How does the Bruce case fit with this Blog’s theme of mothers, care & the law?
Well, in this case, Ontario mother Janet Bruce filed an application at the Ontario Human Rights Tribunal in which she alleged discrimination against her late daughter, Robin Dawn Bruce. Bruce is fundamentally a decision having to do with care and a litigating mother and the issue of disability rights.
Janet Bruce alleged specifically that London Health Sciences Centre discriminated against her daughter because of disability contrary to the Human Rights Code, R.S.O. 1990, c. H.19.
Ms. Bruce claimed that London Health Sciences Centre provided her daughter Robin with inadequate care because she was an intravenous drug user. According to Ms. Bruce, their alleged discriminatory treatment of her daughter led to her untimely and tragic death on January 29, 2010.
The Claim: That Ms. Bruce’s daughter Robin attended at the ER roughly 20 times between 2005 & December 2009 for the treatment of infections consistent with “CA-MRSA”. According to Ms. Bruce, she & her family sought to provide physicians with information relating to her Robin’s worsening health.
Ms. Bruce alleged that physicians responded with ‘reckless disregard’ for her daughter’s life. She claimed there are strong and compelling reasons to believe that stigma towards her daughter’s drug addiction led the respondent to provide care that fell below standards that typically would be provided to patients who are not addicted to drugs.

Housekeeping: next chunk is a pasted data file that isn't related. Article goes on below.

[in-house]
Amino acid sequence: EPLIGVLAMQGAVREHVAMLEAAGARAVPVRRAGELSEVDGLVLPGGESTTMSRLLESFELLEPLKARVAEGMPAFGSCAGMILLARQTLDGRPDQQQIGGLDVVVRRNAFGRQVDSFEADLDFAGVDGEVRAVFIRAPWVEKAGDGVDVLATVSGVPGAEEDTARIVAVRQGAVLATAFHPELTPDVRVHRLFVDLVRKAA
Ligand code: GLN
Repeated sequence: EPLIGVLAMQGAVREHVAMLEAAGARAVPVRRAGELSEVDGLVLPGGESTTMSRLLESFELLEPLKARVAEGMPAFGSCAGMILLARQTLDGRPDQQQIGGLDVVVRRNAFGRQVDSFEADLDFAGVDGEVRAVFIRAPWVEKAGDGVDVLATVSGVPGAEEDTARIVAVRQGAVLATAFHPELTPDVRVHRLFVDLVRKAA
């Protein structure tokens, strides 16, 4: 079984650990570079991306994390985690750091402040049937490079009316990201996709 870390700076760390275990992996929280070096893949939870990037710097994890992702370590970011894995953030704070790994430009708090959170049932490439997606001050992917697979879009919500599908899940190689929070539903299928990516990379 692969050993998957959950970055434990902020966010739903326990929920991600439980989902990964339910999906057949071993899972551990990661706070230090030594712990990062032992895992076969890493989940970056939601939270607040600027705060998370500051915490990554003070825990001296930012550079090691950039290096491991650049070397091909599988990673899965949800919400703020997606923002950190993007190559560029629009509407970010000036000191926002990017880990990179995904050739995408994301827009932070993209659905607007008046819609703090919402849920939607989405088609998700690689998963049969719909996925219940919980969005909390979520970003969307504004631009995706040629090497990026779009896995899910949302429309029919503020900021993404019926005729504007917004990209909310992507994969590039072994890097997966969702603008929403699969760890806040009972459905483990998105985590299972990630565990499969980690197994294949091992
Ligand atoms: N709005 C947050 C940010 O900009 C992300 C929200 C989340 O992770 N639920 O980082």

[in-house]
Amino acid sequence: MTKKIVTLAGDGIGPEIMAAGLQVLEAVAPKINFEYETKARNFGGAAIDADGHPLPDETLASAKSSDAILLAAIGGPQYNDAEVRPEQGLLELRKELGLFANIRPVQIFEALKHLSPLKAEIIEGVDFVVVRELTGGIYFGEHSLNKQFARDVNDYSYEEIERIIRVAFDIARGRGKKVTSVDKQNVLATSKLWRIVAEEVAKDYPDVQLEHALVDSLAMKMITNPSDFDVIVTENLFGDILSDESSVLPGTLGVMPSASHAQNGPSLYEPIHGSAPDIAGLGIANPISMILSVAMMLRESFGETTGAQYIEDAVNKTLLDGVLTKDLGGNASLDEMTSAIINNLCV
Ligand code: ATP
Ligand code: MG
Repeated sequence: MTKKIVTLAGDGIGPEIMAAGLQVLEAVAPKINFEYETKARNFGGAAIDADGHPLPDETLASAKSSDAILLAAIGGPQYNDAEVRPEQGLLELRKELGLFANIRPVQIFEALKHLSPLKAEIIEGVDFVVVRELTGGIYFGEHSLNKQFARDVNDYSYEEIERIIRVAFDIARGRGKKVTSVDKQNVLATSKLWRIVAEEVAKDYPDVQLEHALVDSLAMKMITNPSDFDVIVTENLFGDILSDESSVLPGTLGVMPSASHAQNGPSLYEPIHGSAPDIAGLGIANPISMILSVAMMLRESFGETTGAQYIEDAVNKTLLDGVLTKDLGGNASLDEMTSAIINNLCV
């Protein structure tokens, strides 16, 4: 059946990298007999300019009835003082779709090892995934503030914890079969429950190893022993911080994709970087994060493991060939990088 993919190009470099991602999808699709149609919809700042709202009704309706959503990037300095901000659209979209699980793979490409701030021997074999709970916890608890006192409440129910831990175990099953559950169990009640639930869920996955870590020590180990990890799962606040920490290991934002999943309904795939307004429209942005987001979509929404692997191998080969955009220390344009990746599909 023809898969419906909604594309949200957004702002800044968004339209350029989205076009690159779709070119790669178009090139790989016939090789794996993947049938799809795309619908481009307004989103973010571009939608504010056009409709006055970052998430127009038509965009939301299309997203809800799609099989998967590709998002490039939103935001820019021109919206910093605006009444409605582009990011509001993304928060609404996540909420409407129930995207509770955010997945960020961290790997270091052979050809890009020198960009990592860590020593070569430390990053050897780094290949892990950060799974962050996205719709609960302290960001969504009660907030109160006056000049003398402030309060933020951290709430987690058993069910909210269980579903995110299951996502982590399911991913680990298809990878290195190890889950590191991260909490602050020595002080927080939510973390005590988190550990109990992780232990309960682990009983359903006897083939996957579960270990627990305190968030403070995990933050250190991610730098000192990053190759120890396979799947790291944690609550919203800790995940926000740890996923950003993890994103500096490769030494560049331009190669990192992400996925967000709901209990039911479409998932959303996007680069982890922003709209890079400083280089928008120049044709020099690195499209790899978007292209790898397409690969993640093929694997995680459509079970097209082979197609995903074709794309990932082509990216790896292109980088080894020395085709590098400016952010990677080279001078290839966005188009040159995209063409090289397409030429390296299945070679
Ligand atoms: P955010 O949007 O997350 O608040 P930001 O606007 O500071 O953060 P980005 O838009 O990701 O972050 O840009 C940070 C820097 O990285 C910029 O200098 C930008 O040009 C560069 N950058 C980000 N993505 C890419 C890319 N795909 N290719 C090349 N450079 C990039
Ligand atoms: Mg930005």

The legal (evidentiary) issue as stated by the hearing officer that was at the heart of this case was whether Ms. Bruce can point to evidence, beyond her own assumptions or beliefs, that can establish that her daughter experienced discrimination under the Code.
The Tribunal held that there is no reasonable prospect that evidence Ms. Bruce has or that is reasonably available to her can show a link between the care provided by the respondent and her daughter’s disability.
Why do I share this case?
I share it for a few reasons. One reason is that is shows that mother’s are bringing cases to adjudicative bodies with complaints in the area of the overdose crisis and in so doing exposing problems with care more broadly within it.
I share it because mother’s (and others) are at the vanguard of pushing for immediate change in how we think about and legally regulate substances so that our children can survive or so that other people’s children can survive the toxic street drug supply.
I share it because we need to extend how we think about ‘care’, as being something centered in compassion and as such a something that openly embraces all those ensnared in the crisis wrought by the current situation.
Mothers of stigmatized children have always claimed their children are entitled to nothing less than the best care available. And that the care in question must be delivered at a reasonable standard given the relevant context. Its why we are out there advocating and litigating. Photo below of myself & Deb Watson taken by Lorna Thomas a founding member of Moms Stop The Harm, in Vancouver in 2019. For more on Moms Stop The Harm visit https://www.momsstoptheharm.com/